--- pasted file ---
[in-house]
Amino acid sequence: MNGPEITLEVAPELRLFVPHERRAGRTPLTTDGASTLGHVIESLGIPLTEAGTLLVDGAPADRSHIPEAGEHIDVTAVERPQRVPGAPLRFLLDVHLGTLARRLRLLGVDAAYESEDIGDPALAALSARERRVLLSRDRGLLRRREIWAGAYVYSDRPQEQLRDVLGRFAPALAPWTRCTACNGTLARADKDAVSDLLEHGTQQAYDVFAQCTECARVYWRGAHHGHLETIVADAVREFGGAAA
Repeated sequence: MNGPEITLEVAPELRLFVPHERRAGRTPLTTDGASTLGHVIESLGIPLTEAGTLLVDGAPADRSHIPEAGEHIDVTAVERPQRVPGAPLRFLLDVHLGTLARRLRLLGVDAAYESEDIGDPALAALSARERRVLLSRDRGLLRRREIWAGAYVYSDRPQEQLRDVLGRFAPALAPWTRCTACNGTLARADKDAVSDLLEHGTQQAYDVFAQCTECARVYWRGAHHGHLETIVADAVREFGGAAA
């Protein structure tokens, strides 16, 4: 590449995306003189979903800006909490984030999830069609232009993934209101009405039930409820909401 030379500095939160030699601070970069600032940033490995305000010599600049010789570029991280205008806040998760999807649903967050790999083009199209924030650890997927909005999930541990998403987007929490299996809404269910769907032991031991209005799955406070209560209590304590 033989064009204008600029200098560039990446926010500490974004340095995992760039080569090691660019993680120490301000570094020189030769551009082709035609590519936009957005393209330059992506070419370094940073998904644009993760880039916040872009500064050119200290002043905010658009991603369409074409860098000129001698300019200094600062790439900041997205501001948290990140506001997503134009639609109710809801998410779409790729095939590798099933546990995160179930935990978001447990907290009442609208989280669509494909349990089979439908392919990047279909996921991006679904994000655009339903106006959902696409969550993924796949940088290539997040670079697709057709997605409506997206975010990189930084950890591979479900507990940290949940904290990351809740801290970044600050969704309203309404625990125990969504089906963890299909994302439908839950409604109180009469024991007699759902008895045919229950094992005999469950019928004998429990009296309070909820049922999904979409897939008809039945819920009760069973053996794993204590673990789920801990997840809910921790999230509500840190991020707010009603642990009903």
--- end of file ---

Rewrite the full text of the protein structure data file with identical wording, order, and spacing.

[in-house]
Amino acid sequence: MNGPEITLEVAPELRLFVPHERRAGRTPLTTDGASTLGHVIESLGIPLTEAGTLLVDGAPADRSHIPEAGEHIDVTAVERPQRVPGAPLRFLLDVHLGTLARRLRLLGVDAAYESEDIGDPALAALSARERRVLLSRDRGLLRRREIWAGAYVYSDRPQEQLRDVLGRFAPALAPWTRCTACNGTLARADKDAVSDLLEHGTQQAYDVFAQCTECARVYWRGAHHGHLETIVADAVREFGGAAA
Repeated sequence: MNGPEITLEVAPELRLFVPHERRAGRTPLTTDGASTLGHVIESLGIPLTEAGTLLVDGAPADRSHIPEAGEHIDVTAVERPQRVPGAPLRFLLDVHLGTLARRLRLLGVDAAYESEDIGDPALAALSARERRVLLSRDRGLLRRREIWAGAYVYSDRPQEQLRDVLGRFAPALAPWTRCTACNGTLARADKDAVSDLLEHGTQQAYDVFAQCTECARVYWRGAHHGHLETIVADAVREFGGAAA
């Protein structure tokens, strides 16, 4: 590449995306003189979903800006909490984030999830069609232009993934209101009405039930409820909401 030379500095939160030699601070970069600032940033490995305000010599600049010789570029991280205008806040998760999807649903967050790999083009199209924030650890997927909005999930541990998403987007929490299996809404269910769907032991031991209005799955406070209560209590304590 033989064009204008600029200098560039990446926010500490974004340095995992760039080569090691660019993680120490301000570094020189030769551009082709035609590519936009957005393209330059992506070419370094940073998904644009993760880039916040872009500064050119200290002043905010658009991603369409074409860098000129001698300019200094600062790439900041997205501001948290990140506001997503134009639609109710809801998410779409790729095939590798099933546990995160179930935990978001447990907290009442609208989280669509494909349990089979439908392919990047279909996921991006679904994000655009339903106006959902696409969550993924796949940088290539997040670079697709057709997605409506997206975010990189930084950890591979479900507990940290949940904290990351809740801290970044600050969704309203309404625990125990969504089906963890299909994302439908839950409604109180009469024991007699759902008895045919229950094992005999469950019928004998429990009296309070909820049922999904979409897939008809039945819920009760069973053996794993204590673990789920801990997840809910921790999230509500840190991020707010009603642990009903």